If you think it would serve utility to ‘withdraw tolerance’ from such-and-such dangerous opinions, you’d better think through all the consequences. Your effort might be an ineffective gesture; in which case, whatever you might accomplish, you will not do away with the danger. Or it might be not so ineffective. To the extent that you succeed in withdrawing toleration from your enemy, to that extent you deprive him of his incentive to tolerate you. If toleration is withdrawn in all directions, are you sure the opinions that enhance utility will be better off? When we no longer renounce the argumentum ad baculum, are you sure it will be you that carries the biggest stick?
David Lewis, ‘Mill and Milquetoast’, Australasian Journal of Philosophy, vol. 67, no. 2 (June, 1989), p. 171
The afterlife is a more heterogeneous affair than people have thought. The point of our earthly lives isn’t to divide us into two groups, one to live forever in unimaginable bliss, the other to suffer unimaginable torment. Instead of being tried, we simply discover who we are. Some, perhaps the most fortunate, find out that they are people for whom the adoration of the deity is the highest form of rapture; they appreciate Christ’s sacrifice and are summoned to the presence of God. Others resist the Christian message and develop different ideals for their lives. They are assigned to places in the afterlife that realize those ideals for them. Atheist philosophers, perhaps, discover themselves in an eternal seminar of astonishing brilliance. Each of us finds an appropriate niche.
David Lewis, ‘Divine Evil’, in Louise Antony (ed.), Philosophers without Gods: Meditations on Atheism and the Secular Life, New York, 2007, p. 237-238
Many […] Christians […] are sincerely compassionate; they genuinely forgive their enemies. Yet they knowingly worship the perpetrator. Perhaps they do not like to think about it, but they firmly believe that, in the hereafter, their God will consign people they know, some of whom they love, to an eternity of unimaginable agony. Moved by this thought, they do whatever they can to urge others to join them in faith. Their deep sympathy with the unbelievers is expressed in efforts to persuade others to play by the rules the perpetrator has set. In worshiping the perpetrator, however, they acquiesce in those rules. They are well aware that many will not fall in line with the rules. They think that, if that happens, the perpetrator will be right to start the eternal torture. They endorse the divine evil. And that’s bad enough.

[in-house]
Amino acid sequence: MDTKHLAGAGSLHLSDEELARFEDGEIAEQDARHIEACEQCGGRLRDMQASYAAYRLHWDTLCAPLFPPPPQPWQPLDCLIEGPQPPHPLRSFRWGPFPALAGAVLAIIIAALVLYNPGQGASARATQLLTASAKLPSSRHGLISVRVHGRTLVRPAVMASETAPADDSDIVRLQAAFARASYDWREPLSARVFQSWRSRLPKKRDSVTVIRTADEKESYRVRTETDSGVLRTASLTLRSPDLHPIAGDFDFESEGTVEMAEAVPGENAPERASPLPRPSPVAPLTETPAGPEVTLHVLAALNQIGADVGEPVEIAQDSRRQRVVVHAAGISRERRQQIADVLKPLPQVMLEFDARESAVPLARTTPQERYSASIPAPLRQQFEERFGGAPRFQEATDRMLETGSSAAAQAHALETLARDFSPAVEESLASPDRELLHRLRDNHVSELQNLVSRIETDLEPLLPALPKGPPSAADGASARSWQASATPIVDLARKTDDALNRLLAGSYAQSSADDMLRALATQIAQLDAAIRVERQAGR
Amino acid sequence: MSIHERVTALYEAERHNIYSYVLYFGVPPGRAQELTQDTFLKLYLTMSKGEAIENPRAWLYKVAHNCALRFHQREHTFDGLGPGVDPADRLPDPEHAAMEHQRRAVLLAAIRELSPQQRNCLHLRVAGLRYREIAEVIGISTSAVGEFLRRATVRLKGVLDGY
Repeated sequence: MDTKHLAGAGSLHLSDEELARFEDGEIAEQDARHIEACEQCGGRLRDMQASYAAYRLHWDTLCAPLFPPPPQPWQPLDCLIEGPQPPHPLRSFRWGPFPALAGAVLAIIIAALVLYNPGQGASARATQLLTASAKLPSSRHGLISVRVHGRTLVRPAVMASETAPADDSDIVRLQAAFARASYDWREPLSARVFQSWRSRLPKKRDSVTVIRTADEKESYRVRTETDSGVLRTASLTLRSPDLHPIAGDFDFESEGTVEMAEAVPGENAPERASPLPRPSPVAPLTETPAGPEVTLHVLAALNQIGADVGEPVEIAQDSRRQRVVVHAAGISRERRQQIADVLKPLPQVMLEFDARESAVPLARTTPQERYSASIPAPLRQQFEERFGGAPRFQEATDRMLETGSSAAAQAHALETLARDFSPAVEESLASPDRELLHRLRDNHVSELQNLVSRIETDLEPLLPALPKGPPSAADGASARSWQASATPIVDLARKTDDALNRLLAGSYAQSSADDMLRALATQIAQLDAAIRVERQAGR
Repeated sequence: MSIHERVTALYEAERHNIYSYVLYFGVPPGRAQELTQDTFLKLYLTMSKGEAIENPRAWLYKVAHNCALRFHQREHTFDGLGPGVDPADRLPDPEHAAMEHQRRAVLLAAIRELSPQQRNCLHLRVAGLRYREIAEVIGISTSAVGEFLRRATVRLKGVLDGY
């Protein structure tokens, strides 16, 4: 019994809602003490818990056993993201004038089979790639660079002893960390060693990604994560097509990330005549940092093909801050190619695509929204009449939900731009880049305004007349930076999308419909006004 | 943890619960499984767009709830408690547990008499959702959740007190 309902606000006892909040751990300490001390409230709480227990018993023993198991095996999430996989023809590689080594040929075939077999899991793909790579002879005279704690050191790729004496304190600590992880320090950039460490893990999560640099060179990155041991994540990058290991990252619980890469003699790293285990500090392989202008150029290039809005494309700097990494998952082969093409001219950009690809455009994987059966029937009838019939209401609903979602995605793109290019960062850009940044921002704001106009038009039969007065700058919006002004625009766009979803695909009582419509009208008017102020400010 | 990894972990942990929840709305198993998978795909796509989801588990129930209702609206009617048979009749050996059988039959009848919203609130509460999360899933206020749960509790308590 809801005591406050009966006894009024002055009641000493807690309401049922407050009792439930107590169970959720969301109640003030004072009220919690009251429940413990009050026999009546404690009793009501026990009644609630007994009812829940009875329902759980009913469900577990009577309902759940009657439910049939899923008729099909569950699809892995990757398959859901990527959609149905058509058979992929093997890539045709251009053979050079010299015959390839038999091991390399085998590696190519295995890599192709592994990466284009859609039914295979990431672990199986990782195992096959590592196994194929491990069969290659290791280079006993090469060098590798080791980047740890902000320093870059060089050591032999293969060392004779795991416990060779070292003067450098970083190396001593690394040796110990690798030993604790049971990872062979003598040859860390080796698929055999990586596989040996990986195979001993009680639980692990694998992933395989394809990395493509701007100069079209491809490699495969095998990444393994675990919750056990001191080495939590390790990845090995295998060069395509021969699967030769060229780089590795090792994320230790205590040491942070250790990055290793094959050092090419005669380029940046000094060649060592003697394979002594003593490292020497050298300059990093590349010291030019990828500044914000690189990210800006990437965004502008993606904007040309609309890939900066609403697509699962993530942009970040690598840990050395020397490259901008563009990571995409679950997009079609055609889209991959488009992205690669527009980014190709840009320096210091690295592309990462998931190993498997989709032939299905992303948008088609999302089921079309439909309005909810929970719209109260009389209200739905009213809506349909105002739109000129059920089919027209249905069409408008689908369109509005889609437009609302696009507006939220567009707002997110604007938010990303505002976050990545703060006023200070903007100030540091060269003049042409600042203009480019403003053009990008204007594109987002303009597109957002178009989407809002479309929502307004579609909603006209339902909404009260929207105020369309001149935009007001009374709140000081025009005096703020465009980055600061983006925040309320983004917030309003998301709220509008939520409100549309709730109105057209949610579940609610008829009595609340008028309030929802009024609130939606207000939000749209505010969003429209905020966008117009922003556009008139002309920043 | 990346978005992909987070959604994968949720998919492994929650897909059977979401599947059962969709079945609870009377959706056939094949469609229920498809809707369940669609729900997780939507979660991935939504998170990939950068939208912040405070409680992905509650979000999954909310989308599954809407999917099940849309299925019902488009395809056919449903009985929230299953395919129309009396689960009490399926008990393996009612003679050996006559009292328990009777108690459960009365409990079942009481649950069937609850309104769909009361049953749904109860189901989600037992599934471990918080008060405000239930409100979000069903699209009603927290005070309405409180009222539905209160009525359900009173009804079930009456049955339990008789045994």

David Lewis, ‘Divine Evil’, in Louise Antony (ed.), Philosophers without Gods: Meditations on Atheism and the Secular Life, New York, 2007, p. 239
It is hard to see just what has gone wrong. But even if we cannot diagnose the flaw, it is more credible that the argument has a flaw we cannot diagnose than that its most extreme conclusion is true.
David Lewis, ‘Illusory Innocence?’, in Papers in Ethics and Social Philosophy, Cambridge, 2000, p. 155
One way for the utilitarian to deal with the Inquisitor is not to argue with him at all. You don’t argue with the sharks; you just put up nets to keep them away from the beaches. Likewise the Inquisitor, or any other utilitarian with dangerously wrong opinions about how to maximize utility, is simply a danger to be fended off. You organize and fight. You see to it that he cannot succeed in his plan to do harm in order—as he thinks and you do not—to maximize utility.
A second way is to fight first and argue afterward. When you fight, you change the circumstances that afford the premises of a utilitarian argument. First you win the fight, then you win the argument. If you can make sure that the Inquisitor will fail in his effort to suppress heresy, you give him a reason to stop trying. Though he thinks that successful persecution maximizes utility, he will certainly agree that failed attempts are nothing but useless harm.
David Lewis, ‘Mill and Milquetoast’, Australasian Journal of Philosophy, vol. 67, no. 2 (June, 1989), p. 159